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Editorial: The Reluctant D.A.

The Jewish Week
November 19, 2008

The spectacle of young yeshiva students being sexually abused by their rabbis is a horrifying reality. So is the fact that some yeshiva administrators have allowed this to happen, whether through inattention, reflexive dismissal of complaints brought to their notice or fear of their institutions being exposed to shame.

It is equally disturbing to learn that victims who consider reporting such cases to law enforcement authorities are sometimes subject to communal pressure and intimidation. Advocates for these victims, too, speak of suffering fearsome communal pressures. State Assembly member Dov Hikind has spoken out lately on the fears of the victims who have confided in him. Psychologist Benzion Twerski recently resigned under communal pressure from his role seeking to expose this problem. And now we learn of vicious verbal attacks by rabbinic leaders against Nachum Rosenberg, a longtime advocate on this issue. Apparently a month ago there was also an attempt to harm him physically.

Sadly, it seems an institution whose role in part is to stand up for crime victims also continues to abdicate its responsibility. For several years Brooklyn District Attorney Charles Hynes has been treating the issue of child sexual abuse in certain Jewish communities with a stance ranging from passive to weak-willed. Victims brave enough to contemplate going to the authorities - with its attendant social costs - are left wondering if their information will be acted on seriously if they come forward.

Hynes' curious passivity has been on display most recently as Hikind has amassed what he describes as "hundreds" of files with testimony from individuals who say yeshiva teachers molested them when they were children.

By now Hynes should have bestirred his own investigators to act on Hikind's files and to seek out information of their own, before another child is harmed.

Hynes' statements to The Jewish Week and The New York Times suggest a passivity that belies his office.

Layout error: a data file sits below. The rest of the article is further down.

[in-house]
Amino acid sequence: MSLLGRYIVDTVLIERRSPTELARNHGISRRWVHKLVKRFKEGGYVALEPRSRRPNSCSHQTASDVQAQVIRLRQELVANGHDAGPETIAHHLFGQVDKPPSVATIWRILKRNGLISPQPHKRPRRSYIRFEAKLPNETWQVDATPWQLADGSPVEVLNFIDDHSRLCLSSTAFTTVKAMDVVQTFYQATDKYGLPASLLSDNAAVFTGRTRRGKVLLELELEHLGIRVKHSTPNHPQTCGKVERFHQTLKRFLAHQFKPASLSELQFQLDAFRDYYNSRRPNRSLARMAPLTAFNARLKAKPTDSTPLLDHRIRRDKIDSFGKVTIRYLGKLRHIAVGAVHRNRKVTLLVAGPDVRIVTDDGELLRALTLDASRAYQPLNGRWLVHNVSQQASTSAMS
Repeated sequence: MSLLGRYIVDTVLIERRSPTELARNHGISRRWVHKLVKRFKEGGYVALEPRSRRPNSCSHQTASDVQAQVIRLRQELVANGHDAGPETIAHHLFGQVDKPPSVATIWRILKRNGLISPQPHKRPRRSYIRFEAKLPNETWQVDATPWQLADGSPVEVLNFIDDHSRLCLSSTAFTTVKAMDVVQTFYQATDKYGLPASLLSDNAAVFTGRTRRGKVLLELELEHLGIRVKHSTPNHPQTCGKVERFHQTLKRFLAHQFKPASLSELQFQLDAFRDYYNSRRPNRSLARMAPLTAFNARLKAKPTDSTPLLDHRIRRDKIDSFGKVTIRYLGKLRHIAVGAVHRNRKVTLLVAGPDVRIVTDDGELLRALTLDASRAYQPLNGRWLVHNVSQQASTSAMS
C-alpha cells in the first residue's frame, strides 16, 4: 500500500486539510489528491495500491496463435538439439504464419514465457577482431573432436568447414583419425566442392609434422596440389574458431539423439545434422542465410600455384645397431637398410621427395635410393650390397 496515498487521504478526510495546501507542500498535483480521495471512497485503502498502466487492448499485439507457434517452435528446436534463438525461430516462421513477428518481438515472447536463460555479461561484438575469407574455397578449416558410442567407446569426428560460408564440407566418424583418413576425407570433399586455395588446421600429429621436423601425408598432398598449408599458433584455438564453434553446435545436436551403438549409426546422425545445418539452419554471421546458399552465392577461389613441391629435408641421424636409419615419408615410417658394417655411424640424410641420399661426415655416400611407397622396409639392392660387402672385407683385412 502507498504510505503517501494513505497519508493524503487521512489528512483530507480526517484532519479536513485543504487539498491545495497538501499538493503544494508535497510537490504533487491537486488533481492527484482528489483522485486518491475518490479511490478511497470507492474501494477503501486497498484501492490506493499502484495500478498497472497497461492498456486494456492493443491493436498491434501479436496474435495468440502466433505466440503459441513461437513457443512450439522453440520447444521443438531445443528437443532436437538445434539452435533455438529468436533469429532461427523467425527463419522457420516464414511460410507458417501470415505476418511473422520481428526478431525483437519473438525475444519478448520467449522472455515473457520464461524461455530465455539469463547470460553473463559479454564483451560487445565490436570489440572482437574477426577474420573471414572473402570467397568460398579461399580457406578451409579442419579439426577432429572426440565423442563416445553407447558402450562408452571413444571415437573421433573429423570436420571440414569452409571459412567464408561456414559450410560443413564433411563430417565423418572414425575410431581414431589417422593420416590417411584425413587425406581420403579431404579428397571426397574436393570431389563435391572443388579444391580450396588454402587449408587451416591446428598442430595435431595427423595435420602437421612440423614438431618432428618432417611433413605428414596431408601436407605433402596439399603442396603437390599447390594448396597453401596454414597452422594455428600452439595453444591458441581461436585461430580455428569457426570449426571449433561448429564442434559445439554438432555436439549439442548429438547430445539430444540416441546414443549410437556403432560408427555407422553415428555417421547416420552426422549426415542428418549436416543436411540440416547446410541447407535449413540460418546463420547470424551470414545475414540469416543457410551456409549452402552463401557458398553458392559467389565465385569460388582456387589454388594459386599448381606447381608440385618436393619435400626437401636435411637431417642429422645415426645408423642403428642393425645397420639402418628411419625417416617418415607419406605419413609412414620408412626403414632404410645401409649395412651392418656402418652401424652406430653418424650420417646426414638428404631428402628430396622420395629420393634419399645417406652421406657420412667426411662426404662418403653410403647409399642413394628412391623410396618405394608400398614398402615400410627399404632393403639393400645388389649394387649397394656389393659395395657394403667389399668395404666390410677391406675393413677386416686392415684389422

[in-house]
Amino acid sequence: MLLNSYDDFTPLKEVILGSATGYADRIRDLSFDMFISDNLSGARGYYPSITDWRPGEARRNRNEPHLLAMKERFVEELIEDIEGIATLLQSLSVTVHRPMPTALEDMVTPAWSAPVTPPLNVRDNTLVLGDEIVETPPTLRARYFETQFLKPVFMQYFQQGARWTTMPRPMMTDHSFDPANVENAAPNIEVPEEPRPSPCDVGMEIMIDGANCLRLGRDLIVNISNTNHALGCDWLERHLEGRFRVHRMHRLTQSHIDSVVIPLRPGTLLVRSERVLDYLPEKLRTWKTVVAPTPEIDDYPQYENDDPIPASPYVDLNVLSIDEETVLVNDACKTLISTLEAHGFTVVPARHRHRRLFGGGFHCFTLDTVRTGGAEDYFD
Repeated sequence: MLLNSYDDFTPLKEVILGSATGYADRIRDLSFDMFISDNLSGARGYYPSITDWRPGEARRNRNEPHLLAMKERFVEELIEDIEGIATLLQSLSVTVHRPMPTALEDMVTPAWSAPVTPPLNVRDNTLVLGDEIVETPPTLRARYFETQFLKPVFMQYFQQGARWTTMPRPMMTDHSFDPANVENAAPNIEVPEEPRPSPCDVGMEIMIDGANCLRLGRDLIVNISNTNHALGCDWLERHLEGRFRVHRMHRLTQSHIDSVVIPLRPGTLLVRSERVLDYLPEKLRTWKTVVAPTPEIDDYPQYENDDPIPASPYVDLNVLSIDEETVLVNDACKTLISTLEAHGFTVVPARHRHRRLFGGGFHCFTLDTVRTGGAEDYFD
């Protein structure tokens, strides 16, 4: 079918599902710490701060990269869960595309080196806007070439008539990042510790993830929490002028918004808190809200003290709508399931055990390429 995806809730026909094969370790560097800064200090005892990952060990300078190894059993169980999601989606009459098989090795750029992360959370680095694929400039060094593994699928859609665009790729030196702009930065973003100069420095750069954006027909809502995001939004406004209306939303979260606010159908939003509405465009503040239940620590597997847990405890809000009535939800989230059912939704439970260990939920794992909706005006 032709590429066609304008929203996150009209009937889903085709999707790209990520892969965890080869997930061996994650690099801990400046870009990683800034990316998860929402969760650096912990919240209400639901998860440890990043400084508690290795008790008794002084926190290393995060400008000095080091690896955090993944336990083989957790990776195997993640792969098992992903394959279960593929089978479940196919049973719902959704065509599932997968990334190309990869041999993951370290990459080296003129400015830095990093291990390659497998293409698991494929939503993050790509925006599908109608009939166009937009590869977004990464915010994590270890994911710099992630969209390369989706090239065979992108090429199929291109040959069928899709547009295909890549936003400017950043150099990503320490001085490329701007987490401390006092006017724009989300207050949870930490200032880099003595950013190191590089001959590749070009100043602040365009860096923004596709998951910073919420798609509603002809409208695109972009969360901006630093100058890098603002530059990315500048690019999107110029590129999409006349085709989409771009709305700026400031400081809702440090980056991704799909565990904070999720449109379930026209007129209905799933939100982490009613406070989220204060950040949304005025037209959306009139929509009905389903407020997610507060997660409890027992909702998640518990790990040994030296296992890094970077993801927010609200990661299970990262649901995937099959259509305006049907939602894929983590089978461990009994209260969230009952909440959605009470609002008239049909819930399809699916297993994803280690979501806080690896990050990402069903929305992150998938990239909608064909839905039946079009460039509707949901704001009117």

"If someone has information about a sex crime, he or she should bring that information to our sex crimes unit and we will investigate what needs to be investigated," his spokesman told The Times.

This contrasts strikingly with the action taken by the sex crimes detective who originally brought in Rabbi Yehuda Kolko, the teacher at Torah Temimah who allegedly molested scores of children over decades.

Given some leads on the situation, she obtained Kolko's class lists over many years and went from door to door until she found families willing to come forward and even have their children testify in court.

In contrast again, Hynes, after originally charging Rabbi Kolko with felony sex offenses, reduced the charges at the last minute to a misdemeanor charge of endangering a child's welfare, to which the rabbi pleaded guilty. The plea bargain included no jail time and no registration of Rabbi Kolko as a sex offender, leaving him free, in principle, to teach again.

Hynes told the press he took this step because the families in question were unwilling to allow their children to testify in court - a claim one of the families publicly refuted.

And though he has acted now, what took Hynes so long to seek the extradition from Israel of alleged sex offender and child counselor Avrohom Mondrowitz, who fled upon being indicted in 1984 on four counts of sodomy and eight counts of sexual abuse?

We do not know the reasons for Hynes' lack of aggressiveness in seeking to protect his borough's most vulnerable residents. But as Yeshiva University legal expert Marci Hamilton has noted, these victims and their families have a right to expect much more.

The broader Jewish community - not to mention the borough of Brooklyn - does too.